Project 3344: C. M. Peredo, N. D. Pyenson, C. D. Marshall, M. D. Uhen. 2018. Tooth Loss Precedes the Origin of Baleen in Whales. Current Biology. 28 (24):3992-4000.e2.
Specimen: † Maiabalaena nesbittae (unvouchered)
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Whales use baleen, a novel integumentary structure, to filter feed; filter feeding itself evolved at least five times in tetrapod history but demonstrably only once in mammals [1]. Living baleen whales (mysticetes) are born without teeth, but paleontological and embryological evidence demonstrate that they evolved from toothed ancestors that lacked baleen entirely [2]. The mechanisms driving the origin of filter feeding in tetrapods remain obscure. Here we report Maiabalaena nesbittae gen. et sp. nov., a new fossil whale from early Oligocene rocks of Washington State, USA, lacking evidence of both teeth and baleen. The holotype possesses a nearly complete skull with ear bones, both mandibles, and associated postcrania. Phylogenetic analysis shows Maiabalaena as crownward of all toothed mysticetes, demonstrating that tooth loss preceded the evolution of baleen. The functional transition from teeth to baleen in mysticetes has remained enigmatic because baleen decays rapidly and leaves osteological correlates with unclear homology; the oldest direct evidence for fossil baleen is ~25 million years younger [3] than the oldest stem mysticetes (~36 Ma). Previous hypotheses for the origin of baleen [4, 5] are inconsistent with the morphology and phylogenetic position of Maiabalaena.The absence of both teeth and baleen in Maiabalaena is consistent with recent evidence that the evolutionary loss of teeth and origin of baleen are decoupled evolutionary transformations, each with a separate morphological and genetic basis [2, 6]. Understanding these macroevolutionary patterns in baleen whales is akin to other macroevolutionary transformations in tetrapods such as scales to feathers in birds.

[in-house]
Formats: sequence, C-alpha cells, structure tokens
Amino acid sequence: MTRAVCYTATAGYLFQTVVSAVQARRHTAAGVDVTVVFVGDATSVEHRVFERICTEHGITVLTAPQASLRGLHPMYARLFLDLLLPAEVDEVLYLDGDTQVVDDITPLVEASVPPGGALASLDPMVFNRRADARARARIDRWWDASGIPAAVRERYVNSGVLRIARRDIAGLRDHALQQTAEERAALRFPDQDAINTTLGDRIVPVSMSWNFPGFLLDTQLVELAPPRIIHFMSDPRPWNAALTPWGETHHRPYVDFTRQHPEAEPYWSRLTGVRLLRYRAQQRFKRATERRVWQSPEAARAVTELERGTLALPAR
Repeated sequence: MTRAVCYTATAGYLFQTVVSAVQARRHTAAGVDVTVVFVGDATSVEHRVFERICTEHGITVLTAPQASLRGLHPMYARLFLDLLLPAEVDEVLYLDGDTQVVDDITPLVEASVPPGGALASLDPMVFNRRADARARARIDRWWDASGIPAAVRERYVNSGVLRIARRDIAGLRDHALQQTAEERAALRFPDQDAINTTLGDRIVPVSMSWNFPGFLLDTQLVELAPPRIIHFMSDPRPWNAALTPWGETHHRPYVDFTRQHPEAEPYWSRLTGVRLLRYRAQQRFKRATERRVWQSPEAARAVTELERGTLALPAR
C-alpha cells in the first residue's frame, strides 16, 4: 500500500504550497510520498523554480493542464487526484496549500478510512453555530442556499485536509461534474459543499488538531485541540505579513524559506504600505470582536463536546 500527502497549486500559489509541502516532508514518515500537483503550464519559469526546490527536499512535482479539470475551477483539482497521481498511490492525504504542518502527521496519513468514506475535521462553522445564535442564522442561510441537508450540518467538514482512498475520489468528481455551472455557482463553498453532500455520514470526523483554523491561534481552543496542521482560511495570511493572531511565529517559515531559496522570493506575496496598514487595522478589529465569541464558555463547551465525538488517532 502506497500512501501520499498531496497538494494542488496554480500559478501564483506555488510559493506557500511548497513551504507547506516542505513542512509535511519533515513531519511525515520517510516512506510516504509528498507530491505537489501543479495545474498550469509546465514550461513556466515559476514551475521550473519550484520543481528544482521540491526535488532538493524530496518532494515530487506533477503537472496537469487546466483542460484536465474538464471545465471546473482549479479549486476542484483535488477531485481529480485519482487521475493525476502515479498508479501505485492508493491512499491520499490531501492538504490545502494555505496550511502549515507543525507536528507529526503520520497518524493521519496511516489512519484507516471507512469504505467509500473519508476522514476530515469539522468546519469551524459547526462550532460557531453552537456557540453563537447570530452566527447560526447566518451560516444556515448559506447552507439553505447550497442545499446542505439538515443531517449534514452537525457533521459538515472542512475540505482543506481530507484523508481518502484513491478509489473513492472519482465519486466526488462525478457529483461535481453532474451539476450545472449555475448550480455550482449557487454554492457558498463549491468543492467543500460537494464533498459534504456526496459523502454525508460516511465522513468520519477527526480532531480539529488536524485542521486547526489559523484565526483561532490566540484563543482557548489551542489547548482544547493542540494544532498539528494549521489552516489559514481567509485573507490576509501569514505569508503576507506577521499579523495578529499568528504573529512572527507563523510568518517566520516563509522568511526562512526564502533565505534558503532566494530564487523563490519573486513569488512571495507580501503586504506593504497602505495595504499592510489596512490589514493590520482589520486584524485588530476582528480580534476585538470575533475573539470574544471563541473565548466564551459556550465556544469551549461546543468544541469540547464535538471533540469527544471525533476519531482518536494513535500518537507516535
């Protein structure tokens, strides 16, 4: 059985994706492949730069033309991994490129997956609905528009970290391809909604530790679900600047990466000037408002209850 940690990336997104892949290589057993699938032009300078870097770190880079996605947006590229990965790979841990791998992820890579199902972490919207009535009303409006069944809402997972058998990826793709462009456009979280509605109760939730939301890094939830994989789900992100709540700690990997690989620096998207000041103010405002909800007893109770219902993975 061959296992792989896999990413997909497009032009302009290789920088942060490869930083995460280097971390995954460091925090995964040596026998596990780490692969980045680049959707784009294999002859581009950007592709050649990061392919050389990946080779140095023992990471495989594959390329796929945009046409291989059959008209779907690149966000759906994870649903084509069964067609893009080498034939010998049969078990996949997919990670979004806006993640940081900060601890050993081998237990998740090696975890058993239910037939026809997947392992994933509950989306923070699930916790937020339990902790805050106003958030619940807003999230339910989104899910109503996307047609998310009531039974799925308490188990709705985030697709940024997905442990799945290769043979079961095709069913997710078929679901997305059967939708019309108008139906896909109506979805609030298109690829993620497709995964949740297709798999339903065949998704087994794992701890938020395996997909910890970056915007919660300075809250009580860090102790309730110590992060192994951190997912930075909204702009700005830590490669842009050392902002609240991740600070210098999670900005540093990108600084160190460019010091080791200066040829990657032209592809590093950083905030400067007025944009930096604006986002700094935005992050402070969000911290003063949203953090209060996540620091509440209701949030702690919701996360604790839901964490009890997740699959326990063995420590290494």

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Article DOI: 10.1016/j.cub.2018.10.047

Project DOI: 10.7934/P3344,
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MorphoBank Project 3344
  • Creation Date:
    30 November 2018
  • Publication Date:
    12 December 2018
  • Project views: 4490

    Authors' Institutions

    • National Museum of Natural History, Smithsonian Institution

    • Burke Museum of Natural History and Culture, Seattle

    • George Mason University

    • Texas A&M University at Galveston


    member name taxa specimens media
    MorphoBank Curator
    Project Administrator
    Christopher Marshall
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    Carlos Peredo
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    Nick Pyenson
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    Mark Uhen
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